Incentives versus standards: properties of accounting income in four East Asian countries

Incentives versus standards: properties of accounting income in four East Asian countries The East Asian countries Hong Kong, Malaysia, Singapore and Thailand provide rare insight into the interaction between accounting standards and the incentives of managers and auditors. Their standards derive from common law sources (UK, US, and IAS) that are widely viewed as higher quality than code law standards. However, their preparers’ incentives imply low quality. We show their financial reporting quality is not higher than under code law, with quality operationalized as timely recognition of economic income (particularly losses). It is misleading to classify countries by standards, ignoring incentives, as is common in international accounting texts, transparency indexes, and IAS advocacy. http://www.deepdyve.com/assets/images/DeepDyve-Logo-lg.png Journal of Accounting and Economics Elsevier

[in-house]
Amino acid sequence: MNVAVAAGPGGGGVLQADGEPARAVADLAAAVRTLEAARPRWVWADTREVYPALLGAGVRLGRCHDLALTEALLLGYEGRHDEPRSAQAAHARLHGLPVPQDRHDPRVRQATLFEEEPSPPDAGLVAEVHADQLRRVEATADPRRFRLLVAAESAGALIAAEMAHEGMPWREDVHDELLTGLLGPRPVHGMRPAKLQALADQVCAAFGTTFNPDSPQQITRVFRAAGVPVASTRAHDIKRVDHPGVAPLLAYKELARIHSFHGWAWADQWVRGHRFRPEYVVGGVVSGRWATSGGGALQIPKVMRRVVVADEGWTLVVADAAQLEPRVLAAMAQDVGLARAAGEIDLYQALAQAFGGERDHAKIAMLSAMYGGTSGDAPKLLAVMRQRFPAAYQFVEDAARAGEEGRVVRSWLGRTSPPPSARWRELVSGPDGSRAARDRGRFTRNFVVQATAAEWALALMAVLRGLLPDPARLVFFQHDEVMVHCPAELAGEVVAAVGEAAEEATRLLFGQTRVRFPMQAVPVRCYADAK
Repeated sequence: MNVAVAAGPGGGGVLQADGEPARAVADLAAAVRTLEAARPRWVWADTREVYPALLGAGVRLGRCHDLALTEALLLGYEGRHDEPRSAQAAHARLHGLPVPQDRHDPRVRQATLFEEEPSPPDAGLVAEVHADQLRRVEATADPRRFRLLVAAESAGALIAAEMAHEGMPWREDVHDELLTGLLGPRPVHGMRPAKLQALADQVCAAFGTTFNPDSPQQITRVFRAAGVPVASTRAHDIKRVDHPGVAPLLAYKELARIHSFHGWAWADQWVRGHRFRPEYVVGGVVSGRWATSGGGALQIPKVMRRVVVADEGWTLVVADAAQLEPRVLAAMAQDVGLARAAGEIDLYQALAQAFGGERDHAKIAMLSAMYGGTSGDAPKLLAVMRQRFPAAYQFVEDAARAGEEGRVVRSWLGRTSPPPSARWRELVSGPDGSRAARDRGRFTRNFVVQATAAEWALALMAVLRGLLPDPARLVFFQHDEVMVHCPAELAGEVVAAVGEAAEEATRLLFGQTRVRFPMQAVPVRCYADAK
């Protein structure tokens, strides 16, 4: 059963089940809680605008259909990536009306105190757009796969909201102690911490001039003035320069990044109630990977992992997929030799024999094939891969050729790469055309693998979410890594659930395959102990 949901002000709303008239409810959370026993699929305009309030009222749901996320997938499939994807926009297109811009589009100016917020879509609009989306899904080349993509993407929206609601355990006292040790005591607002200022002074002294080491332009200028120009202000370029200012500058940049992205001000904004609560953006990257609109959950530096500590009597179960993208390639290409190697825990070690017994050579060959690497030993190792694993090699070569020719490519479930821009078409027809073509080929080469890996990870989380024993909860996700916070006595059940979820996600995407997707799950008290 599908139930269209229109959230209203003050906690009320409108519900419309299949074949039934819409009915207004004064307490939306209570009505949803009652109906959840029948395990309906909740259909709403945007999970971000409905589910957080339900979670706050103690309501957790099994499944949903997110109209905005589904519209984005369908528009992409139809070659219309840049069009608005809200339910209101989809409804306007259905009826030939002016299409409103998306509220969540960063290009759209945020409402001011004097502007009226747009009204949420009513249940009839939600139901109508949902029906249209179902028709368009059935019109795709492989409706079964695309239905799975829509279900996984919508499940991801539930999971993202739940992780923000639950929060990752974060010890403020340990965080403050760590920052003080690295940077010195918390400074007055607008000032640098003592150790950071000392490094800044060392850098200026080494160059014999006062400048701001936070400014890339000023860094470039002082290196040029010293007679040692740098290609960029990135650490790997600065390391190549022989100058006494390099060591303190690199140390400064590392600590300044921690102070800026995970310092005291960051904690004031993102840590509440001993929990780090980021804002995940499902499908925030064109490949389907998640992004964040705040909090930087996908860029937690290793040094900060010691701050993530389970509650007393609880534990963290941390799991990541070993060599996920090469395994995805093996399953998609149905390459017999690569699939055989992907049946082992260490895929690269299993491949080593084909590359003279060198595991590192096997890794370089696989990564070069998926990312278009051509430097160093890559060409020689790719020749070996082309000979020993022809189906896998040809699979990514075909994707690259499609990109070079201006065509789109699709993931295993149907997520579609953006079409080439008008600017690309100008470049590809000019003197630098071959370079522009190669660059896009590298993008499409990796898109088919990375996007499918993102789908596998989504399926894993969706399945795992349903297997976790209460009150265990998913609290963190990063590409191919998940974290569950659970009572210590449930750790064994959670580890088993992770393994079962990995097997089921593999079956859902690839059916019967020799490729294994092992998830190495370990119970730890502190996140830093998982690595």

Incentives versus standards: properties of accounting income in four East Asian countries

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Publisher
Elsevier
Copyright
Copyright © 2003 Elsevier B.V.
ISSN
0165-4101
DOI
10.1016/j.jacceco.2003.10.003
Publisher site
See Article on Publisher Site

Abstract

The East Asian countries Hong Kong, Malaysia, Singapore and Thailand provide rare insight into the interaction between accounting standards and the incentives of managers and auditors. Their standards derive from common law sources (UK, US, and IAS) that are widely viewed as higher quality than code law standards. However, their preparers’ incentives imply low quality. We show their financial reporting quality is not higher than under code law, with quality operationalized as timely recognition of economic income (particularly losses). It is misleading to classify countries by standards, ignoring incentives, as is common in international accounting texts, transparency indexes, and IAS advocacy.

Journal

Journal of Accounting and EconomicsElsevier

Published: Dec 1, 2003

References

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